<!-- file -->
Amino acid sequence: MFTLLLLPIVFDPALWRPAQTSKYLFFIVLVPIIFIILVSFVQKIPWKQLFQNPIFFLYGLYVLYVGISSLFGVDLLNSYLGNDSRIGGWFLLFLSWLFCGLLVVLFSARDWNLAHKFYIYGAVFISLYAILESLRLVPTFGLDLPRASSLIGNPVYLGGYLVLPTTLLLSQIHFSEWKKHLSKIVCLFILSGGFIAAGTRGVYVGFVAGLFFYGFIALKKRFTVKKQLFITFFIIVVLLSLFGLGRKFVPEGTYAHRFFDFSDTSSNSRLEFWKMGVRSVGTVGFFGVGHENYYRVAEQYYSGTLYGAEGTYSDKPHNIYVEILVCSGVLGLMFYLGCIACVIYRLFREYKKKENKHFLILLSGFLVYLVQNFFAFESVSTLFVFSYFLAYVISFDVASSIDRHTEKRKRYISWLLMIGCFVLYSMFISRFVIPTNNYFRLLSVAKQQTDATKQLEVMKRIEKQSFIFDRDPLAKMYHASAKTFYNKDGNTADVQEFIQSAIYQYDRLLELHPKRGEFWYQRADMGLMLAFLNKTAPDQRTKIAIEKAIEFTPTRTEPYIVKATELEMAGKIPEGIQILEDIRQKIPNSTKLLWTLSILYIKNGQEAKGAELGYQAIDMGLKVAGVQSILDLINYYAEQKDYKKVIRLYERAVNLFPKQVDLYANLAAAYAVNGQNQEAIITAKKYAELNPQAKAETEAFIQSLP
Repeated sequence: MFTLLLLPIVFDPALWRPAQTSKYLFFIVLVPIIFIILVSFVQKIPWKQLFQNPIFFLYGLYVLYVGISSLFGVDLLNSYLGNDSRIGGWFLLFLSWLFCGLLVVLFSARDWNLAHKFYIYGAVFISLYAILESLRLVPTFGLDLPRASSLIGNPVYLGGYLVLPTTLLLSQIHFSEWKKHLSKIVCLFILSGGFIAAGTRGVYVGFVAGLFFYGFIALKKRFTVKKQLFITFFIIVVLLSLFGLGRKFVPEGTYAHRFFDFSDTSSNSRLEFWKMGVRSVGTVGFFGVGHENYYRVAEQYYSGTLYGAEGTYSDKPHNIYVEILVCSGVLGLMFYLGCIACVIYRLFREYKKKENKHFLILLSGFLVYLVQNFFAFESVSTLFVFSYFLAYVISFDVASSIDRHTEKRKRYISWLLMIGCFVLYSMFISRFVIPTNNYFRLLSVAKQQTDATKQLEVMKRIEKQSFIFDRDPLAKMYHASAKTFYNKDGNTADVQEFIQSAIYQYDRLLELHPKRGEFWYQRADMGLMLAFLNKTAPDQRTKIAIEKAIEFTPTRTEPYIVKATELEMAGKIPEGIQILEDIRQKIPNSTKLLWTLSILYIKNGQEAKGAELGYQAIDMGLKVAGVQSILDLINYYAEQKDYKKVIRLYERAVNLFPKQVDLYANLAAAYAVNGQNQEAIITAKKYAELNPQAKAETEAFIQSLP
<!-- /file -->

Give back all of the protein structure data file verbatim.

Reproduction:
Amino acid sequence: MFTLLLLPIVFDPALWRPAQTSKYLFFIVLVPIIFIILVSFVQKIPWKQLFQNPIFFLYGLYVLYVGISSLFGVDLLNSYLGNDSRIGGWFLLFLSWLFCGLLVVLFSARDWNLAHKFYIYGAVFISLYAILESLRLVPTFGLDLPRASSLIGNPVYLGGYLVLPTTLLLSQIHFSEWKKHLSKIVCLFILSGGFIAAGTRGVYVGFVAGLFFYGFIALKKRFTVKKQLFITFFIIVVLLSLFGLGRKFVPEGTYAHRFFDFSDTSSNSRLEFWKMGVRSVGTVGFFGVGHENYYRVAEQYYSGTLYGAEGTYSDKPHNIYVEILVCSGVLGLMFYLGCIACVIYRLFREYKKKENKHFLILLSGFLVYLVQNFFAFESVSTLFVFSYFLAYVISFDVASSIDRHTEKRKRYISWLLMIGCFVLYSMFISRFVIPTNNYFRLLSVAKQQTDATKQLEVMKRIEKQSFIFDRDPLAKMYHASAKTFYNKDGNTADVQEFIQSAIYQYDRLLELHPKRGEFWYQRADMGLMLAFLNKTAPDQRTKIAIEKAIEFTPTRTEPYIVKATELEMAGKIPEGIQILEDIRQKIPNSTKLLWTLSILYIKNGQEAKGAELGYQAIDMGLKVAGVQSILDLINYYAEQKDYKKVIRLYERAVNLFPKQVDLYANLAAAYAVNGQNQEAIITAKKYAELNPQAKAETEAFIQSLP
Repeated sequence: MFTLLLLPIVFDPALWRPAQTSKYLFFIVLVPIIFIILVSFVQKIPWKQLFQNPIFFLYGLYVLYVGISSLFGVDLLNSYLGNDSRIGGWFLLFLSWLFCGLLVVLFSARDWNLAHKFYIYGAVFISLYAILESLRLVPTFGLDLPRASSLIGNPVYLGGYLVLPTTLLLSQIHFSEWKKHLSKIVCLFILSGGFIAAGTRGVYVGFVAGLFFYGFIALKKRFTVKKQLFITFFIIVVLLSLFGLGRKFVPEGTYAHRFFDFSDTSSNSRLEFWKMGVRSVGTVGFFGVGHENYYRVAEQYYSGTLYGAEGTYSDKPHNIYVEILVCSGVLGLMFYLGCIACVIYRLFREYKKKENKHFLILLSGFLVYLVQNFFAFESVSTLFVFSYFLAYVISFDVASSIDRHTEKRKRYISWLLMIGCFVLYSMFISRFVIPTNNYFRLLSVAKQQTDATKQLEVMKRIEKQSFIFDRDPLAKMYHASAKTFYNKDGNTADVQEFIQSAIYQYDRLLELHPKRGEFWYQRADMGLMLAFLNKTAPDQRTKIAIEKAIEFTPTRTEPYIVKATELEMAGKIPEGIQILEDIRQKIPNSTKLLWTLSILYIKNGQEAKGAELGYQAIDMGLKVAGVQSILDLINYYAEQKDYKKVIRLYERAVNLFPKQVDLYANLAAAYAVNGQNQEAIITAKKYAELNPQAKAETEAFIQSLP